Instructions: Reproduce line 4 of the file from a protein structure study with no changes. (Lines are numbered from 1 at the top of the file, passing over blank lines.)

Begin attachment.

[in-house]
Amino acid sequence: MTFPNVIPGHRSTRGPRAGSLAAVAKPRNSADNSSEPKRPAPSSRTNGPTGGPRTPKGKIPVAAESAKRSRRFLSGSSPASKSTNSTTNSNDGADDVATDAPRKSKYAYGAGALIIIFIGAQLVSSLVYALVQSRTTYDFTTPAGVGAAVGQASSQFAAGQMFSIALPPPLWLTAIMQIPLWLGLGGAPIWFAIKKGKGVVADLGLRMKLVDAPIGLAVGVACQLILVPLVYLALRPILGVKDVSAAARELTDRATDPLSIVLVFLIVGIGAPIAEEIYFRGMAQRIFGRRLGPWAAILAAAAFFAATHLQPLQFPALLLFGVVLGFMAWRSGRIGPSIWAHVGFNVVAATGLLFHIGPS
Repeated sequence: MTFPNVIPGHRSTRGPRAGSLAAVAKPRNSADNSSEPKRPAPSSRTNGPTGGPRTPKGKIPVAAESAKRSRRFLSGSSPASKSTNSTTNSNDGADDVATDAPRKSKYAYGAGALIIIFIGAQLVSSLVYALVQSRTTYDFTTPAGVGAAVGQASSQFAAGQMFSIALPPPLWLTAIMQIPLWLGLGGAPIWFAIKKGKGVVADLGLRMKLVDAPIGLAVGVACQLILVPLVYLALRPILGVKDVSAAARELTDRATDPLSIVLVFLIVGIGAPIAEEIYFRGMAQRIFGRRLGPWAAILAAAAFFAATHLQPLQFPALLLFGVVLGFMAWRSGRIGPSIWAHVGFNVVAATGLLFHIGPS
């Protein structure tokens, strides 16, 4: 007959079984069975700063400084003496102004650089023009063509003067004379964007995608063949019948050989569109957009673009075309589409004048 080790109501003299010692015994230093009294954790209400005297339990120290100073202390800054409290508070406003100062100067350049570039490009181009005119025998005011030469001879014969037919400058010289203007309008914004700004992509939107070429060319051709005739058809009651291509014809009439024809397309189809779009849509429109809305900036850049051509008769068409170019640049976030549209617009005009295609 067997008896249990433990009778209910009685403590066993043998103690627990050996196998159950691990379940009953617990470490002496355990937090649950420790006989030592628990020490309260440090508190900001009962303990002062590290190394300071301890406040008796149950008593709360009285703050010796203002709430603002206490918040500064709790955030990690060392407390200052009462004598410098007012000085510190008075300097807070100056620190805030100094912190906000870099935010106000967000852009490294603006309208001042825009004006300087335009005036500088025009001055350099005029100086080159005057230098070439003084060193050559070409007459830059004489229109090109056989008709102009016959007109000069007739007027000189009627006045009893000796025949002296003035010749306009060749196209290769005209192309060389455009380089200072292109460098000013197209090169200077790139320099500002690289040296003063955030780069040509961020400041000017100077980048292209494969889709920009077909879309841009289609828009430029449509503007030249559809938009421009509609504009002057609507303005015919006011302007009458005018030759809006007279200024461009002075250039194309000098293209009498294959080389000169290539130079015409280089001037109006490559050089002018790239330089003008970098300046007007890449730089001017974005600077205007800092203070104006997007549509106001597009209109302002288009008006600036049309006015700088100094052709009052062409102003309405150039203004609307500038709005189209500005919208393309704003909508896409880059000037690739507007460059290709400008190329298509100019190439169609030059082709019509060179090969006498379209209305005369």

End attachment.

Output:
């Protein structure tokens, strides 16, 4: 007959079984069975700063400084003496102004650089023009063509003067004379964007995608063949019948050989569109957009673009075309589409004048 080790109501003299010692015994230093009294954790209400005297339990120290100073202390800054409290508070406003100062100067350049570039490009181009005119025998005011030469001879014969037919400058010289203007309008914004700004992509939107070429060319051709005739058809009651291509014809009439024809397309189809779009849509429109809305900036850049051509008769068409170019640049976030549209617009005009295609 067997008896249990433990009778209910009685403590066993043998103690627990050996196998159950691990379940009953617990470490002496355990937090649950420790006989030592628990020490309260440090508190900001009962303990002062590290190394300071301890406040008796149950008593709360009285703050010796203002709430603002206490918040500064709790955030990690060392407390200052009462004598410098007012000085510190008075300097807070100056620190805030100094912190906000870099935010106000967000852009490294603006309208001042825009004006300087335009005036500088025009001055350099005029100086080159005057230098070439003084060193050559070409007459830059004489229109090109056989008709102009016959007109000069007739007027000189009627006045009893000796025949002296003035010749306009060749196209290769005209192309060389455009380089200072292109460098000013197209090169200077790139320099500002690289040296003063955030780069040509961020400041000017100077980048292209494969889709920009077909879309841009289609828009430029449509503007030249559809938009421009509609504009002057609507303005015919006011302007009458005018030759809006007279200024461009002075250039194309000098293209009498294959080389000169290539130079015409280089001037109006490559050089002018790239330089003008970098300046007007890449730089001017974005600077205007800092203070104006997007549509106001597009209109302002288009008006600036049309006015700088100094052709009052062409102003309405150039203004609307500038709005189209500005919208393309704003909508896409880059000037690739507007460059290709400008190329298509100019190439169609030059082709019509060179090969006498379209209305005369």